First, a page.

Hammond Innes ruled the literary world for many years as the master story teller. He brought modernity and technology to bear on the thrillers and adventure novels he wrote. Among the great thrillers which he turned out in the sixties and seventies, was North Star.
The title refers to an oil rig in the North Sea, which is as unpredictable and hostile as anywhere in the world, especially when the raging seas and gale force winds contrive to destroy all before them. As if the natural elements weren’t enough to contend with, evil and malicious intent is also abroad, and North Star has plenty of twists and turns to make it an intriguing and gripping read. Most of the action is set on and around the Shetland Islands, way up north of Scotland, and firmly in the bitter artic air stream. The sea faring terms and fisherman’s lore is a pleasant touch, and the story has plenty of salty old fishermen and hard rugged tool pushers working the rigs. The fact that the drama unfolding on the high seas on board the North Star drilling platform all takes place in an era before mobile telephone or even inmarsat communications existed all helps to build tension. Radio telephones were unreliable and short ranged at best, and even oil rigs and their support ships had to rely solely on VHF transmissions.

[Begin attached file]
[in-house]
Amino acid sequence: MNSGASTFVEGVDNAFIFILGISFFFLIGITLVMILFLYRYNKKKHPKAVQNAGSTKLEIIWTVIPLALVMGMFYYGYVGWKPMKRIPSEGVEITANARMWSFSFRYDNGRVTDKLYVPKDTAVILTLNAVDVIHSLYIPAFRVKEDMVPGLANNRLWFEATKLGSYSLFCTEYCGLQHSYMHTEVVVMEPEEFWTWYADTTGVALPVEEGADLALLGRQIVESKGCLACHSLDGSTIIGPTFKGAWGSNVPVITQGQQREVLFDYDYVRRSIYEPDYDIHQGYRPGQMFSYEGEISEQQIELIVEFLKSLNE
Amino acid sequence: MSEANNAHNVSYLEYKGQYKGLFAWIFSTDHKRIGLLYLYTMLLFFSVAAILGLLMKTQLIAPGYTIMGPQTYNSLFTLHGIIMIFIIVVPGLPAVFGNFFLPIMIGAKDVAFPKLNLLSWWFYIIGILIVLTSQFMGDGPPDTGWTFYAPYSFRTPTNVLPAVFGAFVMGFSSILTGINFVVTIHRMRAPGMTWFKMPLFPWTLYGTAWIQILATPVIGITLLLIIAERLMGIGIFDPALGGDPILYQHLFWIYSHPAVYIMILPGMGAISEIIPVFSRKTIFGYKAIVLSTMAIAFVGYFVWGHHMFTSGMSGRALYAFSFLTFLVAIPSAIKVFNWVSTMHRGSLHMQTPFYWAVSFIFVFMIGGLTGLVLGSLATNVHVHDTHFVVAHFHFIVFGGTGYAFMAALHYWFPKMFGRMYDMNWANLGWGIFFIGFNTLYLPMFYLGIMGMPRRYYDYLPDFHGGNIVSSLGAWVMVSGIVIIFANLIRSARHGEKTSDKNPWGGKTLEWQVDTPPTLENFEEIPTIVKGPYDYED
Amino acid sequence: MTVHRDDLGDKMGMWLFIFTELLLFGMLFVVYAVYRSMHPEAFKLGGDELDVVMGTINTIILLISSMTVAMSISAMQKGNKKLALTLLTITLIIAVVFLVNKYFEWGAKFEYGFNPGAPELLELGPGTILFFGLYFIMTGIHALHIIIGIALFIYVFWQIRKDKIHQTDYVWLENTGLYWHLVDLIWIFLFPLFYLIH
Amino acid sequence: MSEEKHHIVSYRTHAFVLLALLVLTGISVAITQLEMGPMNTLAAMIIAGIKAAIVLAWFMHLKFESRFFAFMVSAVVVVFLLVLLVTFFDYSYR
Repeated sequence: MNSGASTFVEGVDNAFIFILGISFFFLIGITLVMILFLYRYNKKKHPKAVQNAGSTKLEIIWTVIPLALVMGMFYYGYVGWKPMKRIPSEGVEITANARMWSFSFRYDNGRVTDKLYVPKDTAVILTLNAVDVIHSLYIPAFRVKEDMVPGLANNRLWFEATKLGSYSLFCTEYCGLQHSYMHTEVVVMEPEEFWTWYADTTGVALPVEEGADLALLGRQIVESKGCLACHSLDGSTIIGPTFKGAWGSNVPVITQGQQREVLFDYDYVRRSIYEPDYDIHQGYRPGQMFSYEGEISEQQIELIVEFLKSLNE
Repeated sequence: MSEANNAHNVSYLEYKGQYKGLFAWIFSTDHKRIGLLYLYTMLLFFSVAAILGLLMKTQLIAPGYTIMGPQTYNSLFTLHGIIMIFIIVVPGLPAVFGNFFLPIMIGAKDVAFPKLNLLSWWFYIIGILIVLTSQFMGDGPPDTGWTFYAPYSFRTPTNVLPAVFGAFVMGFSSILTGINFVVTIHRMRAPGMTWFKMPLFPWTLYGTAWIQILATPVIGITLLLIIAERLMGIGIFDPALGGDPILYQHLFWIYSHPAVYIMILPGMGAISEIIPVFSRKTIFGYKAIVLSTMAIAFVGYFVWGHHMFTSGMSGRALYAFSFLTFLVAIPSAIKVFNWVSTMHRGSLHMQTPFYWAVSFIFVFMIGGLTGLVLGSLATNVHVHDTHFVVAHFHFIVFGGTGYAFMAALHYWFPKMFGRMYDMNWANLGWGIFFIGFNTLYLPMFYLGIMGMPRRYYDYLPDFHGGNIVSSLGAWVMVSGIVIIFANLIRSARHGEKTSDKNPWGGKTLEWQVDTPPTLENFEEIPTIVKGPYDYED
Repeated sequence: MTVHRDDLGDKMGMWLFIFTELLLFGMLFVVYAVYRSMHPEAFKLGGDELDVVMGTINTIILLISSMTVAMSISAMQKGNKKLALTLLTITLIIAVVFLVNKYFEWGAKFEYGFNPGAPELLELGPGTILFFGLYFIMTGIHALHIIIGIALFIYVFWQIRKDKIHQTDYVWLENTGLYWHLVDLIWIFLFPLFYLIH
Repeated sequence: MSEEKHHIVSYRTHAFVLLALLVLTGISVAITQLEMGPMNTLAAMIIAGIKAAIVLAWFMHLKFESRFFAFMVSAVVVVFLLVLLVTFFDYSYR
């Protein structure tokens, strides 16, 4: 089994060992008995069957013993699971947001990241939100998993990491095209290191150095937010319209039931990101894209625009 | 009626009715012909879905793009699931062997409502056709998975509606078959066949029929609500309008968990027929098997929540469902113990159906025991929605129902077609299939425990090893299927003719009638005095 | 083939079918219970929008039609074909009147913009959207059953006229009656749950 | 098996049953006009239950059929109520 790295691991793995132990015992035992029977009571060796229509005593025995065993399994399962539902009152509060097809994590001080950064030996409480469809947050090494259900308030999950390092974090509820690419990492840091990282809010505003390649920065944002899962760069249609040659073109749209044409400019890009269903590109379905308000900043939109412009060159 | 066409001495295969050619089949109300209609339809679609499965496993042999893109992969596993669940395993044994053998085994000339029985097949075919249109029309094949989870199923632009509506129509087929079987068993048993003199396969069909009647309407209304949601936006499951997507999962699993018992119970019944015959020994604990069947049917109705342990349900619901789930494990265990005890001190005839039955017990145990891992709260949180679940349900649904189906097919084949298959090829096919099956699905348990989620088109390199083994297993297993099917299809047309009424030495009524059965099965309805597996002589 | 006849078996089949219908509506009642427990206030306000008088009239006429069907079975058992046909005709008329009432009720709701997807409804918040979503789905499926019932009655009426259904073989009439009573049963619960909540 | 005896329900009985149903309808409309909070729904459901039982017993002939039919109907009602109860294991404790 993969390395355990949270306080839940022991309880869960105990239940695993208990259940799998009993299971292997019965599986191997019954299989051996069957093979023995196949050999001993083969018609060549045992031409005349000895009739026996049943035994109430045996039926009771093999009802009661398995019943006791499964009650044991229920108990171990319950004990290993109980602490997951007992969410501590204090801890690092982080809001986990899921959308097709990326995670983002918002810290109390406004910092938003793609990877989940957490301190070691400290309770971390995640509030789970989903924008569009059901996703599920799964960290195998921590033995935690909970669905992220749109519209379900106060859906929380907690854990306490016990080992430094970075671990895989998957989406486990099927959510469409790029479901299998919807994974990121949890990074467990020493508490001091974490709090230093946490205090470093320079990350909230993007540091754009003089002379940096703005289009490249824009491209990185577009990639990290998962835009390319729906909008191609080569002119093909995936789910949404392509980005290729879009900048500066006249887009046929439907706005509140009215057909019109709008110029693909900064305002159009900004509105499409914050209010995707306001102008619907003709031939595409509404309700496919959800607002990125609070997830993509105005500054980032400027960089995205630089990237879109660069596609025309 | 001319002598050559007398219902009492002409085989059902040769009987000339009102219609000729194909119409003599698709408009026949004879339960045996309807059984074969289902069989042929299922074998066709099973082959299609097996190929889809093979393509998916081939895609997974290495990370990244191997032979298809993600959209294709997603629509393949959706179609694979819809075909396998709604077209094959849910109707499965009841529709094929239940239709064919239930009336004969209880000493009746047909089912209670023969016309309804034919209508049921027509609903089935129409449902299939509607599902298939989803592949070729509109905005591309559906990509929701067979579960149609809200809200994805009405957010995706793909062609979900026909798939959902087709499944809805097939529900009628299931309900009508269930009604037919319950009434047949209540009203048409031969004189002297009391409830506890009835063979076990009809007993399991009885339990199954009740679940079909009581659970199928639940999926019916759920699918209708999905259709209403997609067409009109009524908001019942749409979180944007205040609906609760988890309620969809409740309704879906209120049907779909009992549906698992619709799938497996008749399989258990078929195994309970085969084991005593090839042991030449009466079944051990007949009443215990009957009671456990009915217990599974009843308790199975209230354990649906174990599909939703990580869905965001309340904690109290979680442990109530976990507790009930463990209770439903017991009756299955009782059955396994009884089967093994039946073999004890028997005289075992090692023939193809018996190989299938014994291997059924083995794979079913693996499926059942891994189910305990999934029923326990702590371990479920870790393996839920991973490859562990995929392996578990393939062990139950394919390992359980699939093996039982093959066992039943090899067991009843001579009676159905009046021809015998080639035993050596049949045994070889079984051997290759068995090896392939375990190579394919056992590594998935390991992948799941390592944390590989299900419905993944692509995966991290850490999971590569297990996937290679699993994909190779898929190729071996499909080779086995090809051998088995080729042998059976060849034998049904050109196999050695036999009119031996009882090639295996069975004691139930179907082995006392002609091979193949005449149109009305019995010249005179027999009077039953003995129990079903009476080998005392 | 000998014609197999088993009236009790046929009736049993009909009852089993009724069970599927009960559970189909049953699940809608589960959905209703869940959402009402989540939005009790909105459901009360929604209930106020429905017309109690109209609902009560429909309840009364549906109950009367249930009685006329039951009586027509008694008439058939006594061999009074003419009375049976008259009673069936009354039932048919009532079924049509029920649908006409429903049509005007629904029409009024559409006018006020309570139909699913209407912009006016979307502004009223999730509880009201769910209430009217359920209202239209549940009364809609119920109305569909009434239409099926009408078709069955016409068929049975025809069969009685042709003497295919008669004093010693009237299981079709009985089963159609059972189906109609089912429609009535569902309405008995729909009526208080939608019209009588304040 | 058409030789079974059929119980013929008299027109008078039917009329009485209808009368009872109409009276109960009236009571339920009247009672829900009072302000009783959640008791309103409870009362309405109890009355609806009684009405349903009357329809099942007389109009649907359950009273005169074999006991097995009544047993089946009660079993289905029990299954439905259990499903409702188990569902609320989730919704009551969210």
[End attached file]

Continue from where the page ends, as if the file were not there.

Innes is most comfortable when narrating a story about the sea. His vast knowledge and understanding of all things nautical shines through in this story. The characters he describes are strong minded island people, or hard iron willed sea faring folk, who have lived off the sea and survived hardships all of there lives. Most importantly of all is the ever cruel sea.
Throughout the story Innes never lets the reader forget that the raging powerful waves that rule the North Sea are never more than a change in the weather away, and with them death and destruction.